Apple is working on a series of dramatic enhancements to mobile devices running iOS, including the ability to turn iDevices into emergency beacons that can call for help automatically if the owner is injured, as well as a series of tweaks to make it easier for owners to connect and control other networks or devices.
The most complex of the applications posted by the U.S. Patent & Trademark Office this week is the emergency-response function, which the patent application calls the “Mobile Emergency Attack and Failsafe Detection.” The feature would add a sophisticated layer of situational awareness and response to iOS devices by taking advantage of the emergency-mode processor Apple patented in 2009, according to stories posted by the site PatentlyApple.
Apple’s emergency-mode processor is designed to make calls for emergency help more effective by shutting down non-essential processes to save power, display “emergency-phrase” buttons on the phone for users who need help but can’t speak, and keeping an emergency 911 call connection live until help arrives or the user cuts the connection on purpose.
The new features go further by recognizing when an emergency actually occurs – based on sudden shocks detected by the accelerometer – and placing itself in “attack detection mode.” If a user stops interacting with the device after it has detected an attack, the device automatically calls emergency services for help, according to the text of Apple’s patent application, which is credited to Robert D. Butler and was originally filed in September 2012.
After placing the call, if the user still hasn’t reacted, the iDevice could sound an alarm at full volume even if it has been set on silent mode. The system could also use the accelerometer and GPS data to identify changes of speed that could indicate an auto accident, and may allow users to set thresholds for the shock that would identify an emergency and some of the responses, including how difficult it would be to disarm the phone once it put itself in attack mode.
Most of the other Apple patents focus on convenience, including a system designed to let users pair two devices or log in to a secured wireless device using fingerprints or other biometric data.
Adding biometrics to the pairing of two devices to transfer files or configurations among them adds a layer of security with a minimum of fuss, according to PatentlyApple. Biometric security would work on either Bluetooth, WiFi or other wireless connections, and eventually may include retinal prints, facial images, voice signatures or other methods, stated the patent application.
Adding fingerprint recognition to the iPhone 5S in late 2013 lit a fire under the market for fingerprint-enabled smartphones, according to a November 2013 market research report from IHS, Inc., which predicts the number of non-contact, fingerprint-enabled phones sold will grow from 4.5 million units in 2012 to 525 million by the end of 2017. “Now that Apple has shown the way, competitors are in a race to enter the market with similar systems, propelling rapid growth in the coming years,” wrote IHS analyst Marwan Boustany in the report.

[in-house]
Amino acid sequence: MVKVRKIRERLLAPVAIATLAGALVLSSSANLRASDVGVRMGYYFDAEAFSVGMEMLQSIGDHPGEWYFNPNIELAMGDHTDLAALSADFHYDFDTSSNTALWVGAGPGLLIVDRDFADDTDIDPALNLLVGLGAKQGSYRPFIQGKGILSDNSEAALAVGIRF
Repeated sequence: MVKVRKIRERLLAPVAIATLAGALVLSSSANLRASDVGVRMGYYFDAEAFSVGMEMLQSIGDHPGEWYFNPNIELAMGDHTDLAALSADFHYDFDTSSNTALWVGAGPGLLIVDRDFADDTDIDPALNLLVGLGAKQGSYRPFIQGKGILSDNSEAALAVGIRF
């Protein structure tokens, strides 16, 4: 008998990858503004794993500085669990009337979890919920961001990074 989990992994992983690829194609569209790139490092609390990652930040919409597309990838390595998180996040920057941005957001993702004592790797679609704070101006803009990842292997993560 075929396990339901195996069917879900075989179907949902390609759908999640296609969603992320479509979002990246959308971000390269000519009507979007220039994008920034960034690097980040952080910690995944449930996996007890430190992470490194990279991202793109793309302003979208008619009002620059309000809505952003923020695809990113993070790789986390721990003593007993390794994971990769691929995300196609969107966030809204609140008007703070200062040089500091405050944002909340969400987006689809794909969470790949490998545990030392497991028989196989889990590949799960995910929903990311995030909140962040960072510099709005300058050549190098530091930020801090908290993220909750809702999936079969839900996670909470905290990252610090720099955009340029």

Another no-touch wireless login system, also in Apple’s patent pipeline, may prove less popular. “Wi-Fi Credential Sharing using Images” is designed to make it easier for users to log in to unfamiliar wireless networks in coffee shops or other public places by shooting a picture of a QR code, bar code or other indicator, from which it would automatically extract the network name, passcode or other necessary data.
The system could also enable WiFi, tell the iDevice to connect, and complete any other needed steps to complete the authentication, according to the patent application, thereby allowing coffee-shop owners to password-protect their networks without forcing users to go through a login rigamarole for visits that might be very brief.
“Content Presentation and Interaction Across Multiple Displays” doesn’t sound particularly user-friendly, but is actually a system designed to let touchscreen iDevices become remote controls or game-controllers for secondary displays connected to a phone, TVs or other devices displaying streaming media using Apple’s AirPlay service, according to PatentlyApple. The function would extend the graphics of an iPad or iPhone, so the display on the mobile device could show game or movie controls that don’t appear on the larger monitor, as they would if the second display simply mirrored the original.
The function is designed to make AirPlay interactive, and iDevices more effective as the control hub for several devices, each of which may be running a different application or stream of content from that on the mobile device.
There’s no telling when or if the features will appear in iOS, though it’s likely the emergency robo-beacon function would take longer to implement and de-bug than most of the others. Some (or all) of the rest are likely to show up in the next major revision of iOS or when the iPhone 6 ships, which Apple watchers expect will be sometime during the first half of 2014.